The road leading to the cottage was host to thousands of dry fallen leaves that gave a musical number as they crackled under each revolution of the van’s tyres. It was the second time I would be in the farm house, the first being immediately after my birth eight years ago.
I had always spent my holidays over the years with a relative while my parents went on a fun-filled couple spree of a holiday. There was a unique ambience that Olatunji, as my mother called him, ascribed to the farm house – it was always his perfect get-away resort from the hustle and bustle of the city whenever he could. He was especially grateful to have had such a place as an inheritance from his late father.
Mother was already used to all of these from the days of dating ‘Tunji; she loved it here too, it was a big relief from the disturbing factory noise of heavy machinery that plagued her in our residence in the city. ‘Iya Subomi’, father beckoned to Pelumi (mother’s appellation when he is more emotional and romantic), “I think we might have forgotten to carry the basket of fruits from the kitchen”.
“I emptied the fruits into this sac while you were getting the van ready”, Mother replied. Dad heaved a sigh of relief, fruits were the best thing to happen to man as far as he was concerned. We unloaded the van and moved into the house to begin our two-week holiday.
Although young and fragile, there was no doubt I had prospects in athletics as I was the undisputed sprint champion in my school. It would seem the breeze would blow me away while I moved with those tiny legs I have. My performance in class was average but exceptional on the tracks. My school had my name penned down for the position of sports prefect when I reached my final class, according to classified news from my sportmaster. I had a lot of friends because of my athletic prowess, everyone seemed proud of me. I looked forward to school like no other student chiefly because I was an only child and we lived far away from any of my friends at school; home was a bore to me– having no siblings to frolic with. My only solace for this holiday out of the city was the promise that my twin cousins, Bimbo and Simbo, would join me here soon.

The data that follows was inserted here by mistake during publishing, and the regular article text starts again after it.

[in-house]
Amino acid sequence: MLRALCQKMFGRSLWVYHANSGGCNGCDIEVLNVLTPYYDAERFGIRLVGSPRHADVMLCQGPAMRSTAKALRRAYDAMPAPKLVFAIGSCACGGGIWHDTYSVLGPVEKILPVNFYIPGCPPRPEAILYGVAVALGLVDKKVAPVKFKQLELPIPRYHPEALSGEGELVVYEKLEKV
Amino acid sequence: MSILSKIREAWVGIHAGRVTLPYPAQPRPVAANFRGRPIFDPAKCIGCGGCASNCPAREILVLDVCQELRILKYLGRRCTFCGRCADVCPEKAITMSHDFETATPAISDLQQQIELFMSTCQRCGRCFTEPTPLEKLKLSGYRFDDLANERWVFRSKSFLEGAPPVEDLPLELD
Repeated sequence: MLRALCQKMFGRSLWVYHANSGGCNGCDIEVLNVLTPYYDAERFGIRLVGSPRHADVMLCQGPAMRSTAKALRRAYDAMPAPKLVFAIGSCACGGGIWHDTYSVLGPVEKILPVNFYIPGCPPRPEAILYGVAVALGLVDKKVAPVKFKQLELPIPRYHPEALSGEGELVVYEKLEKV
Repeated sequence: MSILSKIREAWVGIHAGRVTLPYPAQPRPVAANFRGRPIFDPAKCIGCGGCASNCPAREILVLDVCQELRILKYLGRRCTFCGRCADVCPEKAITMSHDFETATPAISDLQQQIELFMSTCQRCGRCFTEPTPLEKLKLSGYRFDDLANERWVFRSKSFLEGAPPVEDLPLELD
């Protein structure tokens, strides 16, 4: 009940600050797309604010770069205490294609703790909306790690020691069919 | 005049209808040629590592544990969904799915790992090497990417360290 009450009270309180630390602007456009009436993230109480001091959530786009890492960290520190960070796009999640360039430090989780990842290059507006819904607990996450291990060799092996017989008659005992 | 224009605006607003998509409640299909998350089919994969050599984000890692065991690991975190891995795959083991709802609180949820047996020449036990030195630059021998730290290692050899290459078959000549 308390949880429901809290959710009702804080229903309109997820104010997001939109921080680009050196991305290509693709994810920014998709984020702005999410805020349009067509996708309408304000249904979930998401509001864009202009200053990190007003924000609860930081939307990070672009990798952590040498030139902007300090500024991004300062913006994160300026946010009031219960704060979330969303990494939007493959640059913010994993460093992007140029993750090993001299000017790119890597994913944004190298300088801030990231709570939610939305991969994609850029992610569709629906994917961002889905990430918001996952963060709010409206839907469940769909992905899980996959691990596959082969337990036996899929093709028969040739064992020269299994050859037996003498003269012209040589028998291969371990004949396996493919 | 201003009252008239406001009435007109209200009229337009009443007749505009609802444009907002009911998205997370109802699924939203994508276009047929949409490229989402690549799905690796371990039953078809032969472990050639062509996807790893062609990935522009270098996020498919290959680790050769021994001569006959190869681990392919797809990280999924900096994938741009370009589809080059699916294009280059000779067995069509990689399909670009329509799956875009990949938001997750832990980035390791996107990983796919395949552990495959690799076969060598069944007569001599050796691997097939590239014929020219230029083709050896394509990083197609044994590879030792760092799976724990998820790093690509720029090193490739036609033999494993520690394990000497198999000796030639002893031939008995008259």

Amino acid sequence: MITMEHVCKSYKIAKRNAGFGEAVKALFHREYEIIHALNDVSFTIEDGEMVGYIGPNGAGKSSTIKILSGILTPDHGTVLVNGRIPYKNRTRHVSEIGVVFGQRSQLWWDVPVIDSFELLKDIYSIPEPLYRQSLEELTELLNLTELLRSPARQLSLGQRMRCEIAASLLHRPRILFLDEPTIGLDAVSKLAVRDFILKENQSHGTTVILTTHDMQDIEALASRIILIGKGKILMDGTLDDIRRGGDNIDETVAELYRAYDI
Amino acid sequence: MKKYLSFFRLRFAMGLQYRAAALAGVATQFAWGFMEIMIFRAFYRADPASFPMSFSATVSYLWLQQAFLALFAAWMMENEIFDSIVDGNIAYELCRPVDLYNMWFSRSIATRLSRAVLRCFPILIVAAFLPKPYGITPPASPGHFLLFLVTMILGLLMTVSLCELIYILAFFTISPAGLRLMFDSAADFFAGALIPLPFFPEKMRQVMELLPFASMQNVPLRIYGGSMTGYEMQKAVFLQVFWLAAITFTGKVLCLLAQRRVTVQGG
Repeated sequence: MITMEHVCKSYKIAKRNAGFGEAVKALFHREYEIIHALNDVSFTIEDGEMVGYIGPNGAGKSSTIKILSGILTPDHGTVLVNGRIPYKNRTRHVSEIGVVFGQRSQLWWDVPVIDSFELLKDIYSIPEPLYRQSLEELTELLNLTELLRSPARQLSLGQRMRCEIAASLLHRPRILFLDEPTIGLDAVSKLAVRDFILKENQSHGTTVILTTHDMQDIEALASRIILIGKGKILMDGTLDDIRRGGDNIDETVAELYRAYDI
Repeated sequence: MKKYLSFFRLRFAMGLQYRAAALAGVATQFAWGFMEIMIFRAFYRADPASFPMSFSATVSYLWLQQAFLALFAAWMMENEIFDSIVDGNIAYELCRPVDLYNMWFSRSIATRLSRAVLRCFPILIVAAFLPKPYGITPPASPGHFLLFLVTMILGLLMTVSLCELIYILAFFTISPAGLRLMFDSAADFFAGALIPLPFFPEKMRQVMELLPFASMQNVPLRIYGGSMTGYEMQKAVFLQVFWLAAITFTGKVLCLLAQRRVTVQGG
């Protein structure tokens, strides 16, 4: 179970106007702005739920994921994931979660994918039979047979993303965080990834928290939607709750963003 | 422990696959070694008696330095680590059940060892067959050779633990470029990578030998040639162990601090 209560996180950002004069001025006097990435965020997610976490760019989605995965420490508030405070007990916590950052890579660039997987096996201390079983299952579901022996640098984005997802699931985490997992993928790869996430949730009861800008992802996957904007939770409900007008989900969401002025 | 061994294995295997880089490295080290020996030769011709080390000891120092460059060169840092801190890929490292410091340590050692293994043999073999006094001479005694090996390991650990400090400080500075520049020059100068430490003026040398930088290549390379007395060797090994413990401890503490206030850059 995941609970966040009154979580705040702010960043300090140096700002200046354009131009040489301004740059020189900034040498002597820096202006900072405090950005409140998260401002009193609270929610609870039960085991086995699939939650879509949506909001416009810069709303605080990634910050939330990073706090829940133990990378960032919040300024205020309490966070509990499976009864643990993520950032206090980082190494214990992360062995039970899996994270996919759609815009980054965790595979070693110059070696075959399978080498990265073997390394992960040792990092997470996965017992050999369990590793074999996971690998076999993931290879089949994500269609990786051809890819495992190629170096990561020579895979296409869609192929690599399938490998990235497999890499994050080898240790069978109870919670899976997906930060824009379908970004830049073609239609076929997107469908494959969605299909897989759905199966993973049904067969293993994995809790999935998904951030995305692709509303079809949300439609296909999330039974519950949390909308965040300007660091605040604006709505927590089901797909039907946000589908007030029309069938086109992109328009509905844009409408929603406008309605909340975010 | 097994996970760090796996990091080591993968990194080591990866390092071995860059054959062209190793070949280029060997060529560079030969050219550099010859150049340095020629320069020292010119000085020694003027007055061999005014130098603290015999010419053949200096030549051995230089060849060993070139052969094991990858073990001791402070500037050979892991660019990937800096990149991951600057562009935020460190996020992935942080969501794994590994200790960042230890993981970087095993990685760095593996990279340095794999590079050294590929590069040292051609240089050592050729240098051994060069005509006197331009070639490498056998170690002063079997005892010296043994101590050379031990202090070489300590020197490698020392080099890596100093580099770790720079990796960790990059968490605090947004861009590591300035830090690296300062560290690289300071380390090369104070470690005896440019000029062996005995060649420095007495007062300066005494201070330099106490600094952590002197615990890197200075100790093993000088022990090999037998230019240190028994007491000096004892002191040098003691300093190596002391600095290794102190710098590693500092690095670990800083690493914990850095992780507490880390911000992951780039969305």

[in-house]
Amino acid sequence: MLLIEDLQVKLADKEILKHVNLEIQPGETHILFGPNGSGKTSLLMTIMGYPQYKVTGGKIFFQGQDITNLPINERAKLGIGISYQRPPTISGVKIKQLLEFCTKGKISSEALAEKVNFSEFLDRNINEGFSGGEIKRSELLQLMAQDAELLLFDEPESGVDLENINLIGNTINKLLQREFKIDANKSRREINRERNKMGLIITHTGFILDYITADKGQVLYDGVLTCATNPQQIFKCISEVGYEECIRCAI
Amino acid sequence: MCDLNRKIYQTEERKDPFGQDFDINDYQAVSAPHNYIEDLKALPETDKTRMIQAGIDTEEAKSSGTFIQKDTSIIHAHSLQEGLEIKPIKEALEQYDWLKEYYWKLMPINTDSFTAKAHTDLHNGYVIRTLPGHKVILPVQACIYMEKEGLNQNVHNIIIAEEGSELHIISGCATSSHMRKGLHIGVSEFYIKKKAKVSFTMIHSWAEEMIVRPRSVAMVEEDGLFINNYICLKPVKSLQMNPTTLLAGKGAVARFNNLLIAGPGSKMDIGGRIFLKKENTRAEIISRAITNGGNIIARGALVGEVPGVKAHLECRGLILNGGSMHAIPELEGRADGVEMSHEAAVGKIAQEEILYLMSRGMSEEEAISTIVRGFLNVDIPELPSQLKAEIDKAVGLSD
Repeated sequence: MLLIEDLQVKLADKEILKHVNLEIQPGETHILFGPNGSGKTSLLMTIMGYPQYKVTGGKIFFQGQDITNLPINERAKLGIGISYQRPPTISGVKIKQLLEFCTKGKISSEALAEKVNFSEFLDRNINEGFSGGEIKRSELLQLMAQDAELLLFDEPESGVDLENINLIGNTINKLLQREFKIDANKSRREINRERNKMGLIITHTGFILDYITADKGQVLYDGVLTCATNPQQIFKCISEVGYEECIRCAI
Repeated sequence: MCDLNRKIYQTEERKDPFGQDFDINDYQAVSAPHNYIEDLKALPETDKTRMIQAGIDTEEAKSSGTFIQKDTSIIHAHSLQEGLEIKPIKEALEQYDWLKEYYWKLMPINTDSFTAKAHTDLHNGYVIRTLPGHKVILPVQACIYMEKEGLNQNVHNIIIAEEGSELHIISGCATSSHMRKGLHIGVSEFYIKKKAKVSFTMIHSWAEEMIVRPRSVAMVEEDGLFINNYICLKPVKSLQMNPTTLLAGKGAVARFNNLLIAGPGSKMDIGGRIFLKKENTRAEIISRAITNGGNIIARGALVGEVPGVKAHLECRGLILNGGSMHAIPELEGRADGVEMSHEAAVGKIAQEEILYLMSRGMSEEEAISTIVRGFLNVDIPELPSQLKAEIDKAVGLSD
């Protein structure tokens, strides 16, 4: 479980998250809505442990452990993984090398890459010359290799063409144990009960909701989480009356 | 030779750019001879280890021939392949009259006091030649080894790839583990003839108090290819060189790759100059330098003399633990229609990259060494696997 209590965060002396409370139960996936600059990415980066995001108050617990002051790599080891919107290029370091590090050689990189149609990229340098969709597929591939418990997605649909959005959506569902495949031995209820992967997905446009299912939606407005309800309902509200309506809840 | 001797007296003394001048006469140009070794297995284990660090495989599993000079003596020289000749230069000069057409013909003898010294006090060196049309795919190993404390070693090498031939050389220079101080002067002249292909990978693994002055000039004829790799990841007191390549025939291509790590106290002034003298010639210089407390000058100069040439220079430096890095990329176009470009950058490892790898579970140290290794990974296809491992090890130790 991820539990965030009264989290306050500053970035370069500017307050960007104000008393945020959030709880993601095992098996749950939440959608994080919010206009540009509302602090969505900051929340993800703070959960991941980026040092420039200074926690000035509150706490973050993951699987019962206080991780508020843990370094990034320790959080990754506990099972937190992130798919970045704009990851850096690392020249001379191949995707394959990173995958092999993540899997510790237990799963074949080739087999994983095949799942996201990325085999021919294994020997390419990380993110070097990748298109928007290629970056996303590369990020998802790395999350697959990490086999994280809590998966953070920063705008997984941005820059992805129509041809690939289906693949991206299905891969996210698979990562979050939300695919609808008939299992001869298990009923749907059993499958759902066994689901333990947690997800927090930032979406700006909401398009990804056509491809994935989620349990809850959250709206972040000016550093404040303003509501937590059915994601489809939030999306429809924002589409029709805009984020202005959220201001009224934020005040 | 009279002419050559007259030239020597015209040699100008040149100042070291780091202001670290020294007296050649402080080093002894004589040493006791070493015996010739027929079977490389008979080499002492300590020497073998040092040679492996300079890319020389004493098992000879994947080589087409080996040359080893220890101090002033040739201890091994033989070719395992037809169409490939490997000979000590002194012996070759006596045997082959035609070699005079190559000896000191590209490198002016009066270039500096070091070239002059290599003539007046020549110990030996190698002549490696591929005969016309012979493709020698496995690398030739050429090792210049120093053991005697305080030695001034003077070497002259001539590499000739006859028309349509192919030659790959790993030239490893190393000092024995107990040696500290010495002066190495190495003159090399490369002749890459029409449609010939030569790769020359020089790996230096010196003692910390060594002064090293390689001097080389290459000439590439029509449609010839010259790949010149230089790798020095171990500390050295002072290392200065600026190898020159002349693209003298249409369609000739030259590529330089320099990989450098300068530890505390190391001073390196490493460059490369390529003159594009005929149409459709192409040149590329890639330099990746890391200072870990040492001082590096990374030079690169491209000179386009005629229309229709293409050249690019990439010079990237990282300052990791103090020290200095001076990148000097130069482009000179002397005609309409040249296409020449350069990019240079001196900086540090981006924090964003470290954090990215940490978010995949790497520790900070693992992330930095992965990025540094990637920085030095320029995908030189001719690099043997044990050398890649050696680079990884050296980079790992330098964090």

Mother was a housewife and she spent all her time mostly on the sewing machine making clothes for her clients from the comfort of her home. Her husband made enough money for us from the company job he secured right after his national youth service. He was an asset to the company and he broke records that won the favour of the board of directors. Just before his compulsory two-week vacation, there were rumours going round of a new company branch opening in a neighbouring town. It turned out the rumours were true as he received a mail informing him of his promotion to the position of Branch Manager in another town effective from a week after his vacation. This was the first time he would have to work outside Lagos, he was determined to keep his family close and that would mean our moving together to live in Ibadan after the vacation.
The unexpected but welcome turn of events at Dad’s place of work was going to have massive impacts on us. Mother would lose most of her clients and have to start over with new clients in Ibadan; I was heartbroken when I received the news, I could not stop thinking about all the friends I would leave behind. There wasn’t going to be any way around it for either of us, we would just have to adjust and adapt. We did eventually, but it was difficult.